Privacy Shield I/II
The (original) Privacy Shield, the successor of the Safe Harbor, was an agreement between the United States and the European Union to ensure that companies processing personal data from EU citizens comply with the General Data Protection Regulation (GDPR). It was deemed necessary because it provided a framework for U.S. companies to transfer and process the personal data of EU individuals. To this end, it sought to establish a framework of principles that, if observed properly, would establish an adequate level of data protection.
The Schrems II judgment of the European Court of Justice (ECJ) declared the Privacy Shield invalid as, in essence, it did not work in practice and thus failed to properly protect personal data.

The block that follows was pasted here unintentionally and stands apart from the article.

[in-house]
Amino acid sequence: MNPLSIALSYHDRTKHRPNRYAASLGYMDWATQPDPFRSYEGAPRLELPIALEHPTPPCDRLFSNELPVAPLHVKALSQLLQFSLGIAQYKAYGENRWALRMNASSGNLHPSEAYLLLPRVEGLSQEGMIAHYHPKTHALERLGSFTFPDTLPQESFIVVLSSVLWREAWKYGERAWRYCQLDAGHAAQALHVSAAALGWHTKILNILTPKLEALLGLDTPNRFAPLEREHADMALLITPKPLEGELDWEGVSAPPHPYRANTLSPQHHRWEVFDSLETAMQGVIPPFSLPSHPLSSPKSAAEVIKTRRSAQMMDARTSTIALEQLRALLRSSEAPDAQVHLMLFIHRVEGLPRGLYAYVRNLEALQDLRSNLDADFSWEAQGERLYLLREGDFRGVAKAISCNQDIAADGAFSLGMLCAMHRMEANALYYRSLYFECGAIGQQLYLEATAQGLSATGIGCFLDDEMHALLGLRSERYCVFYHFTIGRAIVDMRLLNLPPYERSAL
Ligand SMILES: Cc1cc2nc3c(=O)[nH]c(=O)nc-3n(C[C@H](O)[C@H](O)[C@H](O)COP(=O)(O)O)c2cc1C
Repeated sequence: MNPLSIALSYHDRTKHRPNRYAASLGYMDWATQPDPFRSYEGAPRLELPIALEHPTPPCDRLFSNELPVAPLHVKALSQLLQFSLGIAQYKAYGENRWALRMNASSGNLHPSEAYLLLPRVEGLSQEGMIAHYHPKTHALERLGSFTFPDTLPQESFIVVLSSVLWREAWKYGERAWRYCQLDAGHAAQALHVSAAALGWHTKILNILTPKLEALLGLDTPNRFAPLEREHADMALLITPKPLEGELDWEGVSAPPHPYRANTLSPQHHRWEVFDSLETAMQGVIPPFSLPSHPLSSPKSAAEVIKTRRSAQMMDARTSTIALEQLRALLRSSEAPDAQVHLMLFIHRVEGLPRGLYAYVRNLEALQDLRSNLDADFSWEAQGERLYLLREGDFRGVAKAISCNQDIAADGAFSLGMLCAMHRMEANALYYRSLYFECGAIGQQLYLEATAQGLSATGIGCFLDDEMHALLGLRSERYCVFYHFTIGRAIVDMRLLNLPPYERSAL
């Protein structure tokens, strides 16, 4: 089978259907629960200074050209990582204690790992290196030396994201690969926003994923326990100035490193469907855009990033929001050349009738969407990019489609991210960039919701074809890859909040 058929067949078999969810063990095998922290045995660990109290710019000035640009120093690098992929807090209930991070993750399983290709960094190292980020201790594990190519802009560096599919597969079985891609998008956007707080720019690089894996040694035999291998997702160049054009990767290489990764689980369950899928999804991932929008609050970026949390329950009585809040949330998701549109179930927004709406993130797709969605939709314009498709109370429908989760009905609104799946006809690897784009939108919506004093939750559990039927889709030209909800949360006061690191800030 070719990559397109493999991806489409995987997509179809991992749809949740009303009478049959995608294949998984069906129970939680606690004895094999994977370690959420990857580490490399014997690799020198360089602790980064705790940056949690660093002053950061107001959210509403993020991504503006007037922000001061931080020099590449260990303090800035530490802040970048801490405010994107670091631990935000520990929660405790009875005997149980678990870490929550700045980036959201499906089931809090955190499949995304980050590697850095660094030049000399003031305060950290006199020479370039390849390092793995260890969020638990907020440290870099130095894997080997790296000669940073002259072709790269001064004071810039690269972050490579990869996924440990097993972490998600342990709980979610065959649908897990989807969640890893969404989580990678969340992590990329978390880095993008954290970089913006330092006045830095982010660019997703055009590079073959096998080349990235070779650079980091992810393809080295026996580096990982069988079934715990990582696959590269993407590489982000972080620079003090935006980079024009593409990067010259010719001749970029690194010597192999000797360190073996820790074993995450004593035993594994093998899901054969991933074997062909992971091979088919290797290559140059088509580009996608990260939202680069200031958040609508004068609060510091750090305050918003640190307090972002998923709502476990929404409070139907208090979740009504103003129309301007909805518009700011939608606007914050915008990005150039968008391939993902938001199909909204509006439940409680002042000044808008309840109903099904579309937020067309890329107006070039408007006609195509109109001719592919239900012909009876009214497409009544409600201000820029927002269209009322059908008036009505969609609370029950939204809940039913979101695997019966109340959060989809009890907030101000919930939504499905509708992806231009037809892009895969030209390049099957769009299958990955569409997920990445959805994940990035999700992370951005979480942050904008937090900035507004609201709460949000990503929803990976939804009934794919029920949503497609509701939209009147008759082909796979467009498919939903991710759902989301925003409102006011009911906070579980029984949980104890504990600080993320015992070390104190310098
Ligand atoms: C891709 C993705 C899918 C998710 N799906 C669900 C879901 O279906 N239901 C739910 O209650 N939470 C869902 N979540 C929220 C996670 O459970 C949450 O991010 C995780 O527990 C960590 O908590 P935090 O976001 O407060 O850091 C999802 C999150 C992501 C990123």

Currently, the EU and the US are in the process of agreeing on a Privacy Shield II and the EU Commission has stated that it will issue an Adequacy Decision based on that.
The ECJ however, in its Schrems I and II rulings, has invalidated two transfer mechanisms (Safe Harbor and Privacy Shield I) already. At the same time, the reasons for those decisions have not changed, in particular, the US Cloud Act is still in force. Therefore, we at Engity expect a Schrems III judgment, finding the Privacy Shield II lacking.